Tesco: A basket of problems for the Amazon

Link to report here 

Link to video here  

New report by Mighty Earth shows chicken and pork products sold in Tesco’s UK stores linked to Amazon deforestation, equivalent to 560 Wembley pitches  

A new Mighty Earth report, “Tesco: A basket of problems for the Amazon,” shows chicken and pork products sold in Tesco stores are linked to recent, illegal fires and deforestation of 400 hectares of Brazilian Amazon rainforest, equivalent to 560 Wembley football pitches, and the loss of more than 220,000 trees. It follows a thorough investigation mapping Tesco’s full soy supply chain from farm level in the Amazon, via US agricultural giant Cargill, on to UK meat producers Avara and Pilgrim’s UK, and finally to the shelves of the UK’s biggest retailer.  

Meat products found on Tesco’s shelves linked to deforestation-risk soy from the Amazon include Tesco branded chicken breasts, tenders and chicken nuggets. For the first time, our investigation made links from Cargill to a leading UK pork supplier and trading division of Pilgrim’s UK, direct suppliers to Tesco.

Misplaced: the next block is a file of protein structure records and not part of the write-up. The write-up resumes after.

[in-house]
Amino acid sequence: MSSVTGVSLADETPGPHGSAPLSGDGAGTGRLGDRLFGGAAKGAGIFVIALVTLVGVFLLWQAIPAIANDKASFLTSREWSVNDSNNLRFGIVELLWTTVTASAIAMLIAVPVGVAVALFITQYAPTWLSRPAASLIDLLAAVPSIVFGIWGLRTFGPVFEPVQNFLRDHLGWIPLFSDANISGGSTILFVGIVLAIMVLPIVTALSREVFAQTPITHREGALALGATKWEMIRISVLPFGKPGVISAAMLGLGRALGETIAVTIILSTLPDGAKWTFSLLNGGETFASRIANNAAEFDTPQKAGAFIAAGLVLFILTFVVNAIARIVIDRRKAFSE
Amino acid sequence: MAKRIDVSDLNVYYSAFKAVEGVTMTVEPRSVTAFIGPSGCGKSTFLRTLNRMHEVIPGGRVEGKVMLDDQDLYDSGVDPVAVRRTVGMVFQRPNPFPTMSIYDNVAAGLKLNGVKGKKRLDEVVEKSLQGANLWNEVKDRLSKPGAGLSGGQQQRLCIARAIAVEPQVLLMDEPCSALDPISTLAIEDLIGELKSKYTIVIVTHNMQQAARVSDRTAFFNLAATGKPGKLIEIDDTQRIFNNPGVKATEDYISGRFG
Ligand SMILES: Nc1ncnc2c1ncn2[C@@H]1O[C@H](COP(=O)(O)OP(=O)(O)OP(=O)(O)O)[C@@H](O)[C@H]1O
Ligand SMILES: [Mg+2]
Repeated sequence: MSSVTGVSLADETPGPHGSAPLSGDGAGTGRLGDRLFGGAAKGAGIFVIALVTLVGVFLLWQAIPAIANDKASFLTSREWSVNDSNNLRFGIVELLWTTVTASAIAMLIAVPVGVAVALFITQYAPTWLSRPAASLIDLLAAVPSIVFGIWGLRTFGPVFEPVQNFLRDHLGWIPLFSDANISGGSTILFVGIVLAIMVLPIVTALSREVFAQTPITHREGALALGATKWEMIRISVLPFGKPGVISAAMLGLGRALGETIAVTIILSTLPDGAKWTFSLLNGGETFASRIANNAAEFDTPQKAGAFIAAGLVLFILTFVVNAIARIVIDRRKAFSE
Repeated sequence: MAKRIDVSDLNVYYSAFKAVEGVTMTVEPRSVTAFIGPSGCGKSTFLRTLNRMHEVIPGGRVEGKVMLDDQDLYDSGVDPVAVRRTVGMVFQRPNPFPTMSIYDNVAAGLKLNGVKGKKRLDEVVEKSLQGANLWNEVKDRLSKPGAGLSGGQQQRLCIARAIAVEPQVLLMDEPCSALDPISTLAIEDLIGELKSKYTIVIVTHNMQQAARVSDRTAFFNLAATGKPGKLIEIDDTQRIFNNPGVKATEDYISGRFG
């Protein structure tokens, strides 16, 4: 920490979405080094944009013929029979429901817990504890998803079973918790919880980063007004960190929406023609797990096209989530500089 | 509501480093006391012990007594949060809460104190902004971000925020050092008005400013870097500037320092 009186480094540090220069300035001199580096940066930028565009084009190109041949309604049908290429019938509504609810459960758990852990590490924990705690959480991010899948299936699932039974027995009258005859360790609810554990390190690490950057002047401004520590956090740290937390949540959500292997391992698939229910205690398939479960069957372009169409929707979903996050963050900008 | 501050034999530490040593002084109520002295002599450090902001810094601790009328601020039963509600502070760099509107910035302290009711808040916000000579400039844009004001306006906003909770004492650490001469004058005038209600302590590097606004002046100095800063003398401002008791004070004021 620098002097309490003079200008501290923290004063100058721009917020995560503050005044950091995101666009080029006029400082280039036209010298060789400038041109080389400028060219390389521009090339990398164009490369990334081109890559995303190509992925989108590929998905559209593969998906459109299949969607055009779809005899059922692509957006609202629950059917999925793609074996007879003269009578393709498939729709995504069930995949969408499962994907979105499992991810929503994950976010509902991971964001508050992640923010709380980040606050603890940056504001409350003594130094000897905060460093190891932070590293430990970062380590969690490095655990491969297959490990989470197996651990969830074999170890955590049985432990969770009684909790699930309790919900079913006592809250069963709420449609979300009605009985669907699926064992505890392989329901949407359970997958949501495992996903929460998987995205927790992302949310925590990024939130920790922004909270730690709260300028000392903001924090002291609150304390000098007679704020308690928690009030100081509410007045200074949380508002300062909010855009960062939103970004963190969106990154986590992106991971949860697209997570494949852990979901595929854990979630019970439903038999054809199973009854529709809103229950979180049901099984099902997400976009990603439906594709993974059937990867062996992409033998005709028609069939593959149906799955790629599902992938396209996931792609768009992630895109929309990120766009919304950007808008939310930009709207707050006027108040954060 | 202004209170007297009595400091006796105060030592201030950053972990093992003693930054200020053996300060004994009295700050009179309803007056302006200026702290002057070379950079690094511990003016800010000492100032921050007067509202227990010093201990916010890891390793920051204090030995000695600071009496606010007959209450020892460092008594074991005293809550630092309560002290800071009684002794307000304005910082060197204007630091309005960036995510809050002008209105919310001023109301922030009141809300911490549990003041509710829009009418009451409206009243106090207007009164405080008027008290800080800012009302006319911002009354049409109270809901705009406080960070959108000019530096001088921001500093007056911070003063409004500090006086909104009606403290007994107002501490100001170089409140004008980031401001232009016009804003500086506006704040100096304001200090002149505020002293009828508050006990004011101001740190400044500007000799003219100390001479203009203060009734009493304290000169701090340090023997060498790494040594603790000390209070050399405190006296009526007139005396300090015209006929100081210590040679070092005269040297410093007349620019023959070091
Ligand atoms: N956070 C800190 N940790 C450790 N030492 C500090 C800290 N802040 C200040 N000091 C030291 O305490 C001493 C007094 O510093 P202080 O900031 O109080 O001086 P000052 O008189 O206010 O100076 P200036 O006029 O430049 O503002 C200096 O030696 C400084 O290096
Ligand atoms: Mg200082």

The joint investigation by Mighty Earth, Ecostorm and Repórter Brasil documents evidence of illegal fires set in September 2022, used to clear forests to grow high-protein soy, to feed pigs and poultry reared intensively in factory farms in the UK. The Brazilian farm in question, Santa Ana located in the Mato Grosso region, had previously been blocked as a Cargill supplier, but at the time of the investigation was said by Cargill to comply with regulations to prevent deforestation. Our investigation also uncovered evidence of grain laundering, where legally grown soy is mixed with soy grown on illegally deforested land.  

Our report highlights that the illegal fires and forest clearing at Santa Ana farm breach the Amazon Soy Moratorium (ASM), Brazilian laws, the UK Soy Manifesto’s commitment, and Cargill’s own policies. The ASM bans the sale of soy grown on land deforested after 2008. 

Mighty Earth is urging Tesco to drop soy suppliers such as Cargill that have been persistently linked to alleged deforestation and ecosystem destruction in the Amazon and other threatened biomes in Latin America, such as the Cerrado savannah and the Pantanal. 

Key findings:  

  • Satellite images of Cargill supplier Santa Ana farm, situated in Mato Grosso, show a total of 635 hectares of Amazon deforestation, 400 hectares of which were burned within a few days in September 2022. That’s equivalent to 560 Wembley pitches.